Invent Health

As winter sets in here in DC, I’m warming up with memories of September’s Stanford Medicine X conference. I loved putting together a keynote that highlighted how the maker movement intersects with the e-patient movement — and how private sector and government leaders can benefit. This intersection, and the lessons we are learning from it, are the latest examples of how the internet gives us access not only to information but also to each other. That deceptively simple insight is, I believe, the key to unlocking the potential for innovation in health care.

Here’s an excerpt:

Stanford University posted the full video on their Facebook page and you can learn more about the Invent Health initiative I launched at the U.S. Department of Health and Human Services by reading the following posts:

Health care needs a jolt of innovation. Here’s how we’re approaching it at HHS.

Invent Health: The National Week of Making

The Invent Health Initiative: Hardware Innovations for the Low-Resource Environment

Invent Health: Finding Common Ground

The Invent Health Initiative: Hardware Innovations Hard at Work

Invention and Innovation in Emergency Preparedness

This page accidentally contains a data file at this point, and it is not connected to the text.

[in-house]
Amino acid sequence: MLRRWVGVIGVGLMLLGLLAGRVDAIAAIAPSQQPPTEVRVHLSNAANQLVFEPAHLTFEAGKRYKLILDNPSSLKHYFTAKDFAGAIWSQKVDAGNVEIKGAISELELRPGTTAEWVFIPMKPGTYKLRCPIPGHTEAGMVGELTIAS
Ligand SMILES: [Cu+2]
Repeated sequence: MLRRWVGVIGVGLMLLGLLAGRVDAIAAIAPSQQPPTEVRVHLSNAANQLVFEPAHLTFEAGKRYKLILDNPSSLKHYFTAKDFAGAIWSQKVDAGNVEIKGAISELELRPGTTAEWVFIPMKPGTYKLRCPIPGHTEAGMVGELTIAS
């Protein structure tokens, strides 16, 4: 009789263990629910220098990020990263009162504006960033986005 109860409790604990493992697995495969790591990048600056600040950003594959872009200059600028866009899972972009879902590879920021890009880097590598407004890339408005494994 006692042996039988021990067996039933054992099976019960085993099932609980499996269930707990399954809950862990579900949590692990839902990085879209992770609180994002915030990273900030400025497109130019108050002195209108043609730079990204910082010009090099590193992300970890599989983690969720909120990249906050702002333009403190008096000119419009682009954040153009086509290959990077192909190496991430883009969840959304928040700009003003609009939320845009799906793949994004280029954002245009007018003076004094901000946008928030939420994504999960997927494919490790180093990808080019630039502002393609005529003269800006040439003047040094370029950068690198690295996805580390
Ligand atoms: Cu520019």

Empowering Inventors to Create Tools for Better Living, Better Clinical Care

Kid Inventors Focus on Health

Documents of controversial times

I’m speaking today at Stanford Medicine X about what I’ve learned exploring the intersection between the Maker movement and health care (tune in at 4:25pm Pacific).

I posted a short version of my remarks on Medium, but I thought I’d post an image I was very happy to find to illustrate one theme: revolutions happen when people are connected not only to information, but also to each other. And that happens when people gain access to the means of production and distribution, as we saw in 1776, when Thomas Paine’s pamphlet, Common Sense, helped spark the American revolt against British rule.

Common Sense, a pamphlet by Thomas Paine (1776)

Common Sense, a pamphlet by Thomas Paine (1776)

Pamphlets can be printed cheaply, quickly, and in huge numbers. They can be transported in bulk and distributed to a wide audience. My favorite description of pamphlets is that they are “documents of controversial times.”

Here’s my question: What is the equivalent today? What are the means of production and distribution that are connecting people with information and with each other? Twitter, blogs — what else?